abstract = "Purpose: To evaluate the clinical and tumor characteristics in patients undergoing selective artery embolization (SAE) for bleeding after partial nephrectomy (PN). Methods: We retrospectively evaluated patients who underwent SAE from 2076 patients who underwent PN. The clinical and tumor characteristics of these patients were analyzed using entire data and propensity score matching (PSM). 76 patients who underwent PN (control, n = 38 patients; SAE, n = 38) were enrolled in PSM. Results: SAE was performed in 41 patients who underwent open (19/1171), laparoscopic (4/60), and robot-assisted PN (18/845). The median period from PN to SAE was 12 days (interquartile range 8–24 day). The most common symptom of 31 (75.61{\%}) patients was gross hematuria, followed by flank pain (3/41). Follow-up imaging revealed large pseudoaneurysm in 7 asymptomatic patients. The main reason for SAE on angiography was pseudoaneurysm (32/41), followed by arteriovenous fistula (5/41). Technical and clinical success was achieved in all patients. There was no statistical difference in the estimated glomerular filtration rate after 1 year, surgical methods, or baseline characteristics between the two groups. Conversely, there was statistically significant difference in ischemic time in the entire data and PSM. In the embolization group, renal masses showed statistically significant endophytic (p = 0.006) and posterior (p = 0.028) characteristics. Conclusions: SAE is an effective method for controlling postoperative bleeding while preserving renal function after PN. And, we suggest more attentive postoperative surveillance about vascular complications in patients with longer ischemia time or renal masses with endophytic and posterior locations.",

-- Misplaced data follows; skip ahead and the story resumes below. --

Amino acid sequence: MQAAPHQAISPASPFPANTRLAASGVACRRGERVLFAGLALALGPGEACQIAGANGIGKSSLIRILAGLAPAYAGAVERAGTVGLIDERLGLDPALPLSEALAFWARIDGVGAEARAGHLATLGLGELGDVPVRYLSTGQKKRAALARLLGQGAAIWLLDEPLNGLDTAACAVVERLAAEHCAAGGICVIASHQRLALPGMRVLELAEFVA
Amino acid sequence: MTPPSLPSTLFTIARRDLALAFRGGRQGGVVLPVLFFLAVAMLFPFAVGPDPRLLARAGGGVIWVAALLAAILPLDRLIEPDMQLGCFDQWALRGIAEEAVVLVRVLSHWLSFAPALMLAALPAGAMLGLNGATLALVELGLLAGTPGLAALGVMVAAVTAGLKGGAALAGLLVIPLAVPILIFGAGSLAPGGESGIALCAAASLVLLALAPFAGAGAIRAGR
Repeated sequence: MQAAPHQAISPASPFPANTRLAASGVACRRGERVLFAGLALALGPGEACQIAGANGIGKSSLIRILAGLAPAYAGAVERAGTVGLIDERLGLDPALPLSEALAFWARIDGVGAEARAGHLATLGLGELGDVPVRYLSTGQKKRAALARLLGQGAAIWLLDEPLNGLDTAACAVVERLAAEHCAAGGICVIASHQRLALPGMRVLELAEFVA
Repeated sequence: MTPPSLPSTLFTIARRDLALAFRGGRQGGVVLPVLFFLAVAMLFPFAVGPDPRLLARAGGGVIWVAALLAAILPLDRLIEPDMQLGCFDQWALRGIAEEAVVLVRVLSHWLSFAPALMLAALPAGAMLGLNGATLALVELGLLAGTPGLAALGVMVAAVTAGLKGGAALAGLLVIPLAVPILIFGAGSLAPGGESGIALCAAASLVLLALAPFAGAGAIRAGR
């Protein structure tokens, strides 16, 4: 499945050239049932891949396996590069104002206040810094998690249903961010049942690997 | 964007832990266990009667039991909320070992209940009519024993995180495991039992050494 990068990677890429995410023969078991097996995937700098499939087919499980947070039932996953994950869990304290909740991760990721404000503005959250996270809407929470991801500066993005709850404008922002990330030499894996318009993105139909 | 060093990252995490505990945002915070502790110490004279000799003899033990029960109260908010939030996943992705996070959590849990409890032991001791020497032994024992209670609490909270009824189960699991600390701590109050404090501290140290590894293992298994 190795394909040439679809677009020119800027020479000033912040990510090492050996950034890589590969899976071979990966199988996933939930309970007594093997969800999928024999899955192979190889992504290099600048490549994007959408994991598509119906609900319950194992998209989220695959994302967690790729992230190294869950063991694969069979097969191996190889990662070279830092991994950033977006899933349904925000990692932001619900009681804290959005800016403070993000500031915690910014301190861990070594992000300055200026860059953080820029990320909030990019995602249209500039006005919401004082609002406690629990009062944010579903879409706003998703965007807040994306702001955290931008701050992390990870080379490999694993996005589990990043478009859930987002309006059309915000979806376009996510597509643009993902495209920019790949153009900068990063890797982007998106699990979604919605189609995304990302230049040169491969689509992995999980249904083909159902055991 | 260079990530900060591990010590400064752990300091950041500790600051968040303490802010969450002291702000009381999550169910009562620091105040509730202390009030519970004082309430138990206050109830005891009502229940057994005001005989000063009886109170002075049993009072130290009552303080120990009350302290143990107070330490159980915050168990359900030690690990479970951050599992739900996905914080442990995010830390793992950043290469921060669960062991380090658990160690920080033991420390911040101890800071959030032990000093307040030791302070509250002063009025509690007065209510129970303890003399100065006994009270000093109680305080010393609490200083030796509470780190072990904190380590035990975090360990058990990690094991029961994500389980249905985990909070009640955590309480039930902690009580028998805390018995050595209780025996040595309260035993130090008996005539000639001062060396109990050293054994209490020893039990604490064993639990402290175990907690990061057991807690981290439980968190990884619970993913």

author = "Chung, {Doo Yong} and Lee, {Jong Soo} and Almujalhem Ahmad and Chang, {Ki don} and Ham, {Won Sik} and Han, {Woong Kyu} and Hong, {Chang Hee} and Choi, {Young Deuk} and Rha, {Koon Ho}",
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day = "1",
doi = "10.1007/s00345-019-02883-8",
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journal = "World Journal of Urology",
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TY - JOUR

T1 - Lessons learned from clinical outcome and tumor features of patients underwent selective artery embolization due to postoperative bleeding following 2076 partial nephrectomies

T2 - propensity scoring matched study

AU - Chung, Doo Yong

AU - Lee, Jong Soo

AU - Ahmad, Almujalhem

AU - Chang, Ki don

AU - Ham, Won Sik

AU - Han, Woong Kyu

AU - Hong, Chang Hee

AU - Choi, Young Deuk

AU - Rha, Koon Ho

PY - 2019/1/1

Y1 - 2019/1/1